PRICE TO EARNINGS RATIO Definition

Bookmark and Share

PRICE TO EARNINGS RATIO (P/E) is a performance benchmark that can be used as a comparison against other companies or within the stocks own historical performance. For instance, if a stock has historically run at a P/E of 35 and the current P/E is 12, you may want to explore the reasons for the drastic change. If you believe that the ratio is too low, you may want to buy the stock. You will generally find a P/E ratio based on either the prior reporting years earnings, or the earnings of the prior four quarters added together (LTM or Latest Twelve Months). Formula: Stock Price divided by the Earnings Per Share.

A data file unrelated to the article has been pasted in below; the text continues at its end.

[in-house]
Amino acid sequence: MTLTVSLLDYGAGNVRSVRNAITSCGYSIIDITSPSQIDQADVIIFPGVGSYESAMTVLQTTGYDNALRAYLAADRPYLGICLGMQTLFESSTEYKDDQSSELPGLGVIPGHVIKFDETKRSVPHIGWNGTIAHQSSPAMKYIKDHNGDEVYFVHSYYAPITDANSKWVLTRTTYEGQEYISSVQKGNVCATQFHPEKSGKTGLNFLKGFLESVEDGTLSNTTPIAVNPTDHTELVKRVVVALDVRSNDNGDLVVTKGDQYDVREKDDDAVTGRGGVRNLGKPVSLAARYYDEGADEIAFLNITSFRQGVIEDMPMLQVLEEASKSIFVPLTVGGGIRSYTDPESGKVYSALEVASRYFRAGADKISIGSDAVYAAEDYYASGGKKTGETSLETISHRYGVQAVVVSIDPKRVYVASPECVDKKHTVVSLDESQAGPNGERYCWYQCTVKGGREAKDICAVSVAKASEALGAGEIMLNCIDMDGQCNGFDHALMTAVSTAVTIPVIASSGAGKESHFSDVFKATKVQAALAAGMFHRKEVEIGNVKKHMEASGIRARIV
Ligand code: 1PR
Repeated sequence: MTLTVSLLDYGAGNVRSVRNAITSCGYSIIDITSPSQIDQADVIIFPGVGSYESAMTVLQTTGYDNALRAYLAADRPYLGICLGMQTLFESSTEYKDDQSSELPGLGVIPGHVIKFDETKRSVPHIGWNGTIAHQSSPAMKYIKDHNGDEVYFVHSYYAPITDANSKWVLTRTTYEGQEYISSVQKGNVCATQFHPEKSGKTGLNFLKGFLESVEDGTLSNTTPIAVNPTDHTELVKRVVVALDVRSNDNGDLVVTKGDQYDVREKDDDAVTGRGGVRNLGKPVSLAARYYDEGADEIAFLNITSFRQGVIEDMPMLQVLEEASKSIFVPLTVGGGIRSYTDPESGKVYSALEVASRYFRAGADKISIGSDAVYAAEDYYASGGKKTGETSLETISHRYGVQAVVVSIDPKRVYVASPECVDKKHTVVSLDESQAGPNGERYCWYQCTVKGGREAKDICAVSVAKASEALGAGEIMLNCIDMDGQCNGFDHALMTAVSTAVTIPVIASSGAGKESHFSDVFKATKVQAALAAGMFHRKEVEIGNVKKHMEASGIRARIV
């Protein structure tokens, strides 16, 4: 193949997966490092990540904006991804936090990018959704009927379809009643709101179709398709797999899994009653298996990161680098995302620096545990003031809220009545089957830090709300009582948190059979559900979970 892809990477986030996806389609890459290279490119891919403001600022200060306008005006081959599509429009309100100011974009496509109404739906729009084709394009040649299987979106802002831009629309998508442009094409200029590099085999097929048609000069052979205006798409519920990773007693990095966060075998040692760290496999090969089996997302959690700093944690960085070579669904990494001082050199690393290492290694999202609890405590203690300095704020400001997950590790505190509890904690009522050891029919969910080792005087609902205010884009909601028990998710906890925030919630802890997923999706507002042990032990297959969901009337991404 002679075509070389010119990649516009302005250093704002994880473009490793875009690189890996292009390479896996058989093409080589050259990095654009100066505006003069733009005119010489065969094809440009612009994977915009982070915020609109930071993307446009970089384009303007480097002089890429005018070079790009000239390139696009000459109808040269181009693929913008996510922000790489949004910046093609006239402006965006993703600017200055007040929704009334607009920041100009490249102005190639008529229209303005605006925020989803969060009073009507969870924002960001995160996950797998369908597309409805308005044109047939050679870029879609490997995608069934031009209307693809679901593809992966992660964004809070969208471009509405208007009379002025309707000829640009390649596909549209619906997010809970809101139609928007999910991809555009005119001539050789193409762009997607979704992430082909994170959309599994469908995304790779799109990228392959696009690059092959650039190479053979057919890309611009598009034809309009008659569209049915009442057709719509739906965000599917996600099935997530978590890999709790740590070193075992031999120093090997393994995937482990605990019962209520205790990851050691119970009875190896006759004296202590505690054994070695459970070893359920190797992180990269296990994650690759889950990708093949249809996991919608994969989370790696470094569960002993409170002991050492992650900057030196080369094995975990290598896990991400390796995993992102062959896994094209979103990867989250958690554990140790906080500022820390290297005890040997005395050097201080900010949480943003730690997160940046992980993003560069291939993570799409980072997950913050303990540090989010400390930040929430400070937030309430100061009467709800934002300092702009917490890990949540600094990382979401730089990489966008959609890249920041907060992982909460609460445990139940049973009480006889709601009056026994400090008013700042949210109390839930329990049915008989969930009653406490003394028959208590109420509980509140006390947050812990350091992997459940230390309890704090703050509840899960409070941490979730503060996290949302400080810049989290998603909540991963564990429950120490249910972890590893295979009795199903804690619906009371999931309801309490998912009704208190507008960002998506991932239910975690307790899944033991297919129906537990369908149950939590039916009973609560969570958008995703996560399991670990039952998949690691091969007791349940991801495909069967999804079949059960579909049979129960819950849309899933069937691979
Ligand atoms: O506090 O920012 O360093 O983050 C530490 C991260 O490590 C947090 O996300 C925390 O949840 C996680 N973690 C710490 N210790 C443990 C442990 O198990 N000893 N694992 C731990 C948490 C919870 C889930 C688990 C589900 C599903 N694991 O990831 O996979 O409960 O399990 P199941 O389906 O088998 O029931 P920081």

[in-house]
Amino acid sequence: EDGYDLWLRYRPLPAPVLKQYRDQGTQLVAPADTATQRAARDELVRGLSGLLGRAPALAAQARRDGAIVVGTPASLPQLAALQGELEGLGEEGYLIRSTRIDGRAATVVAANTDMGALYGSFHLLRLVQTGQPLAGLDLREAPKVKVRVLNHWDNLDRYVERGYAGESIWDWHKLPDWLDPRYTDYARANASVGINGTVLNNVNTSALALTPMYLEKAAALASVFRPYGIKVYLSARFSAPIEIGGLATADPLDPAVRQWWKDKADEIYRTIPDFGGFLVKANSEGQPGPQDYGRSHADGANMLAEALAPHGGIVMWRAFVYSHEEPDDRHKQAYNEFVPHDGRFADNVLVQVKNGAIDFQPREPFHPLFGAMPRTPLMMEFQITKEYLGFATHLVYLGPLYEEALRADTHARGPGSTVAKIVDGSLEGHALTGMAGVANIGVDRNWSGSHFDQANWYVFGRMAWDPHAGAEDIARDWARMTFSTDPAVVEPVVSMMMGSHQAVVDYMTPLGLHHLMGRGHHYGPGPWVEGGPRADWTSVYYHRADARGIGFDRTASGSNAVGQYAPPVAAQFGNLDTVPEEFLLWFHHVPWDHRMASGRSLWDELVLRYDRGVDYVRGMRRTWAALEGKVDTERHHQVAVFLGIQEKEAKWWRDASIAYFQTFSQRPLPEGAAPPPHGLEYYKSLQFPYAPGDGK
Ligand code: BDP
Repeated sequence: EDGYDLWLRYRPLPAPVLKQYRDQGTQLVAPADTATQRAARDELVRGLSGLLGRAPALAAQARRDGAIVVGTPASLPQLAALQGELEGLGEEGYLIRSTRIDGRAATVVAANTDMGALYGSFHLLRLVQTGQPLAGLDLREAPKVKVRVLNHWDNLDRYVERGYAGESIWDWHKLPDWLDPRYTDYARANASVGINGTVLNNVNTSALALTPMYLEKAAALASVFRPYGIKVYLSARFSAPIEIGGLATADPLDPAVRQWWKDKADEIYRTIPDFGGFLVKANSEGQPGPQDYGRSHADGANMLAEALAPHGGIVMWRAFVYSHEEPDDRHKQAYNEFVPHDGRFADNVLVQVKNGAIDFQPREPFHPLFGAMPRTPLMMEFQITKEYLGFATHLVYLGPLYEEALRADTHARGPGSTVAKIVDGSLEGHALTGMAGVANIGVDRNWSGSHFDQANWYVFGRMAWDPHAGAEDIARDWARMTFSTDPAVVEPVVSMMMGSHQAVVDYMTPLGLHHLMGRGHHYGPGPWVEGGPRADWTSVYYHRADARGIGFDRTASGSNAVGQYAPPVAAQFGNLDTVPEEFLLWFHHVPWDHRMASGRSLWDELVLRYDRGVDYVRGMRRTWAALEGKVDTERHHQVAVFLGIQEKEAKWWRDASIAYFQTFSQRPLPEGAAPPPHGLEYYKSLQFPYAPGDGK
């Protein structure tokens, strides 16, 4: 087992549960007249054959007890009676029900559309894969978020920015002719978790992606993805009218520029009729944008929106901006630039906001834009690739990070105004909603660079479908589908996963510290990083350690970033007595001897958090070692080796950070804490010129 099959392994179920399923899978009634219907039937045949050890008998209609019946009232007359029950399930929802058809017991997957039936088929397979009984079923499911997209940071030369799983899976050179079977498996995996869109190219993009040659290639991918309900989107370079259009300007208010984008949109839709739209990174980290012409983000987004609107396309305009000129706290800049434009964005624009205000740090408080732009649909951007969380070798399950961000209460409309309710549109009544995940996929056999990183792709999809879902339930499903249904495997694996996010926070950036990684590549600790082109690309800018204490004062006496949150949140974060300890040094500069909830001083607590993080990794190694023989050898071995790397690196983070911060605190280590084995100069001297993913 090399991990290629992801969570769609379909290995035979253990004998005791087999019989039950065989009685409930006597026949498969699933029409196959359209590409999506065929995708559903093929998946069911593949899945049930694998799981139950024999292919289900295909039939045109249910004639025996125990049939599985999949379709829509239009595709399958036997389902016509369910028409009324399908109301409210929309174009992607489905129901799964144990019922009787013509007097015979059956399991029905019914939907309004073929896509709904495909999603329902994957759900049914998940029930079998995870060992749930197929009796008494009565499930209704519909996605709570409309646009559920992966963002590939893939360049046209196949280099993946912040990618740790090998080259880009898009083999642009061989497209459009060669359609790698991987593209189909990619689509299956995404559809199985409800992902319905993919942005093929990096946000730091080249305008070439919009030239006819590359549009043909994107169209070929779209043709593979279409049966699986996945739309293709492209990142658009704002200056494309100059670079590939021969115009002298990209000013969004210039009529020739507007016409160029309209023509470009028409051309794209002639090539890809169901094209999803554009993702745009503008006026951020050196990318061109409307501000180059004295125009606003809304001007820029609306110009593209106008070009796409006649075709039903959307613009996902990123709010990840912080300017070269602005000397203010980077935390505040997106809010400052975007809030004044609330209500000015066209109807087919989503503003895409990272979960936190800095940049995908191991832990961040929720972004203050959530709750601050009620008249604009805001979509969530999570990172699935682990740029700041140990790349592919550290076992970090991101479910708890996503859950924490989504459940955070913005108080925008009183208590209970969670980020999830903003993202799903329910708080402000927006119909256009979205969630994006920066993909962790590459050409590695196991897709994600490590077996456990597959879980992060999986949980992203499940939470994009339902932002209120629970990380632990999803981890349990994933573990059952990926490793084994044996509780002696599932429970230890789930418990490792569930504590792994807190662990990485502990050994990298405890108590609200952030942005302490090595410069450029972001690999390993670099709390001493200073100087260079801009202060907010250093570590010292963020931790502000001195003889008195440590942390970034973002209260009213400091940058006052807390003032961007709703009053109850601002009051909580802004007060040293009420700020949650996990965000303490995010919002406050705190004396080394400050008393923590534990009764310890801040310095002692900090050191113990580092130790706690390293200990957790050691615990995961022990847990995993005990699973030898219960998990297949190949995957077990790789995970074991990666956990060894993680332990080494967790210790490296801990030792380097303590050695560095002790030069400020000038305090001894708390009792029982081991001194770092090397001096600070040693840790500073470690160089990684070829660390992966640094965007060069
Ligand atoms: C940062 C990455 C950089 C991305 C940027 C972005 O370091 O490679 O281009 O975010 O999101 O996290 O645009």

Learn new Accounting Terms

HIGH YIELD (JUNK) is bonds and preferred stocks having an S&P/Moody's rating of BB+/Ba1 or lower, and NAIC ratings of"3", "4", "5", or "6". Below investment grade securities have greater risk and therefore compensate investors with higher market yields. In addition to new issues, high yield securities can evolve from older issues with declining ratings, or can be created through lever­aged buyouts where management uses the assets of the company as collateral for the issue.

MARKUP is the amount added to the cost of goods in order to produce the desired profit.

Suggest a Term

Enter Search Term

Enter a term, then click the entry you would like to view.